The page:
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Monday, March 30, 2020  Spokane, Washington  Est. May 19, 1883
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News >  Idaho

Spring chinook numbers on the rise

Travis Wendt of Lewiston traveled to the lower Columbia River in April to catch this bright spring Chinook salmon before upstream seasons would open.   Photo by Jeff Holmes (SR)
Travis Wendt of Lewiston traveled to the lower Columbia River in April to catch this bright spring Chinook salmon before upstream seasons would open. Photo by Jeff Holmes (SR)
Associated Press

LEWISTON, Idaho – Spring chinook counts at Snake and Columbia river dams are improving, but fisheries managers are unsure how strong the run will be.

The Lewiston Tribune reports that the fish are late, but depending just how tardy they end up being could make a big difference to anglers.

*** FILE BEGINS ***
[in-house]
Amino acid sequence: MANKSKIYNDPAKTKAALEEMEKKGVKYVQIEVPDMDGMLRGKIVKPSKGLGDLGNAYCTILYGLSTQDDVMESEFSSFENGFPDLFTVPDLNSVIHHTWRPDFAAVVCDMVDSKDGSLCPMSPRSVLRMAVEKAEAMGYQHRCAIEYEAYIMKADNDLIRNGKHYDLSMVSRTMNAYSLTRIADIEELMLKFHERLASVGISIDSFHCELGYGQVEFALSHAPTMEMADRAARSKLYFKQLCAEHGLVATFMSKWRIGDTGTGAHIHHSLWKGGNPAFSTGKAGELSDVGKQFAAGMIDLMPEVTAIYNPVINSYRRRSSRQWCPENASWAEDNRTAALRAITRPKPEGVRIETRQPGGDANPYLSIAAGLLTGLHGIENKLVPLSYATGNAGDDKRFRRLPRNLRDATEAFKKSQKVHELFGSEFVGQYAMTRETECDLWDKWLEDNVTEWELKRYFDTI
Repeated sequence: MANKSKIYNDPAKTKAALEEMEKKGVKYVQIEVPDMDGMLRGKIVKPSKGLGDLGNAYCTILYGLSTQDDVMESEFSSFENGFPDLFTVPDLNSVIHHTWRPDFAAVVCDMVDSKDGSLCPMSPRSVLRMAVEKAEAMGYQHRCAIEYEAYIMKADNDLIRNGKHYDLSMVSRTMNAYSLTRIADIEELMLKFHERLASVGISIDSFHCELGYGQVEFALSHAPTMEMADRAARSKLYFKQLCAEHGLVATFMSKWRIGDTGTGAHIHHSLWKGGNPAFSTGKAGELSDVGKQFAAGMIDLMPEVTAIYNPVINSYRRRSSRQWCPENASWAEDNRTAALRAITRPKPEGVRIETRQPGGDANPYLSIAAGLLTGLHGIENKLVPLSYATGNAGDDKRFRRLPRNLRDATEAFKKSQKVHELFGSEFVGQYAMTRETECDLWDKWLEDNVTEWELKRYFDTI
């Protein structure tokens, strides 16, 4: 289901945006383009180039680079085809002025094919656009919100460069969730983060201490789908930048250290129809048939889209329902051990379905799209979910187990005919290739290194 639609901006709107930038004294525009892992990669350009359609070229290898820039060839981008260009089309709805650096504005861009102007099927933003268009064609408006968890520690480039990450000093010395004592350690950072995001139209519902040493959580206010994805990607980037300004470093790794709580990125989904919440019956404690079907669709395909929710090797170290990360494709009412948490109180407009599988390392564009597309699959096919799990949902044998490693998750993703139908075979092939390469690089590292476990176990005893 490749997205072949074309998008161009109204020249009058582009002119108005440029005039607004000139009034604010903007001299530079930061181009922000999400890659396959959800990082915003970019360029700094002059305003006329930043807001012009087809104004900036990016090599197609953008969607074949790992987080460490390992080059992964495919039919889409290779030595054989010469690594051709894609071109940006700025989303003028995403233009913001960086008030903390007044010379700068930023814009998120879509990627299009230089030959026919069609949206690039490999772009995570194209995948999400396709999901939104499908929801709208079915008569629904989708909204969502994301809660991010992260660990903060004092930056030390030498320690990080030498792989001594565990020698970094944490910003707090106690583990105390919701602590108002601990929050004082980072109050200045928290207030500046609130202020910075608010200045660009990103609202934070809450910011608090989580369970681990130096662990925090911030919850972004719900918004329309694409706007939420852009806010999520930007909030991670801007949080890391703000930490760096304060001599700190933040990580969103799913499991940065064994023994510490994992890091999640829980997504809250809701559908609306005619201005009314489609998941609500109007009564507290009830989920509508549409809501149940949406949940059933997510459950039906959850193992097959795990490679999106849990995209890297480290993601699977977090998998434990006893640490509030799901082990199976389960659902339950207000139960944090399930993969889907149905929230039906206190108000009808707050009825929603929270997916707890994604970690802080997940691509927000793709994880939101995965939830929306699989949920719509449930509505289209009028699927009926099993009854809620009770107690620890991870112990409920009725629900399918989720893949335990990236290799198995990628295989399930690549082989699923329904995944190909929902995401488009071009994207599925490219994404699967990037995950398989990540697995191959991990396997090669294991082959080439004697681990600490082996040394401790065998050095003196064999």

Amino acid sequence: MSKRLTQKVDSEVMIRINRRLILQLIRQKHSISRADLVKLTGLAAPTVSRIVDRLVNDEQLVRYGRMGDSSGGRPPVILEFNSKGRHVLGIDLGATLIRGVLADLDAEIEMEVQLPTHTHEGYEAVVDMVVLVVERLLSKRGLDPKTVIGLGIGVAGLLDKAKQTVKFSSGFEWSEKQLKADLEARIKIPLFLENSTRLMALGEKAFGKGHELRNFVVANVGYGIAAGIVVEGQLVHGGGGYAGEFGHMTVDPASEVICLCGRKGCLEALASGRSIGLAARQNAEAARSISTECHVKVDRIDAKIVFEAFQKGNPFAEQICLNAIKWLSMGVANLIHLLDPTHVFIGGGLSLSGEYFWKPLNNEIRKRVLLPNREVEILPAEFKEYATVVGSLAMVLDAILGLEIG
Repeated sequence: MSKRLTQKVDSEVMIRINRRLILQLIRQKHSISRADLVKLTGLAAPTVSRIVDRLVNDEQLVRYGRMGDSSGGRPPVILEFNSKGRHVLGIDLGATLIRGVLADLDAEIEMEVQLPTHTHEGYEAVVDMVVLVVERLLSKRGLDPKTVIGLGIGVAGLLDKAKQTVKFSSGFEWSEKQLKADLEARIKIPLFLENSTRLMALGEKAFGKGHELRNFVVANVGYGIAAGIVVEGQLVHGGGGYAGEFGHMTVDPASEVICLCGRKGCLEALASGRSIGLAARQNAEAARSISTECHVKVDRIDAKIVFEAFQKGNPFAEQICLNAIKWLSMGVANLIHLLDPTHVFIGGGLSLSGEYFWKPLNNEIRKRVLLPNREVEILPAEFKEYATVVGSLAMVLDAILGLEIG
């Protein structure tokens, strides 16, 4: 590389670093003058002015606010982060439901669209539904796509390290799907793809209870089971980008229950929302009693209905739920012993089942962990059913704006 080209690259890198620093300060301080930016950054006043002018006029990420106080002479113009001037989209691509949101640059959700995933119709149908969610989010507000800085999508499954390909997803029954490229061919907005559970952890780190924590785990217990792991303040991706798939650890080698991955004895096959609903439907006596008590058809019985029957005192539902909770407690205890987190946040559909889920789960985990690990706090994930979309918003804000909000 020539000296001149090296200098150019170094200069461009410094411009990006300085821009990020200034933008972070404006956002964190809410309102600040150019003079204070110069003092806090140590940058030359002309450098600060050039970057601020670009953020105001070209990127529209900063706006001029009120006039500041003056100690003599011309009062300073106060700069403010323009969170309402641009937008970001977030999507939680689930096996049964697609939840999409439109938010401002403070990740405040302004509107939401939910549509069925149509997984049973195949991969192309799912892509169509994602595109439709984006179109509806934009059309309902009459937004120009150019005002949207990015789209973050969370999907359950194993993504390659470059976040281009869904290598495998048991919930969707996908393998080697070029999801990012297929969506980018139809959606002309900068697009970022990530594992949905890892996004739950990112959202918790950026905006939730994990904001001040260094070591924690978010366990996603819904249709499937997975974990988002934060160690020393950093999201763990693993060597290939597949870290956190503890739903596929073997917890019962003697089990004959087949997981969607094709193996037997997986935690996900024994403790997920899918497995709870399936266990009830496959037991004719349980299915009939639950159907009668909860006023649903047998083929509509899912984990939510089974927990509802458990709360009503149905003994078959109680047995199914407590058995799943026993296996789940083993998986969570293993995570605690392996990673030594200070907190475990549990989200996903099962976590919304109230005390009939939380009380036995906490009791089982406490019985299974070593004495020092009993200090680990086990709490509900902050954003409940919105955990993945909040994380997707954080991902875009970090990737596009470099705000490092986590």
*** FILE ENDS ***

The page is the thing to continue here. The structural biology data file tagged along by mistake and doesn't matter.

Joe DuPont, with the Idaho Department of Fish and Game, says the state’s harvest share for the Clearwater and its tributaries could range between 1,000 and 2,500.

Likewise, the harvest share projection on the lower Salmon and Little Salmon rivers ranges between 363 and 1,200.

Ryan Lothrup, Columbia River policy coordinator for the Washington Department of Fish and Wildlife, said the cumulative fish counts at Bonneville Dam need to hit about 80,000 to 85,000 to account for harvest that has already taken place and harvest projected on the Snake River.

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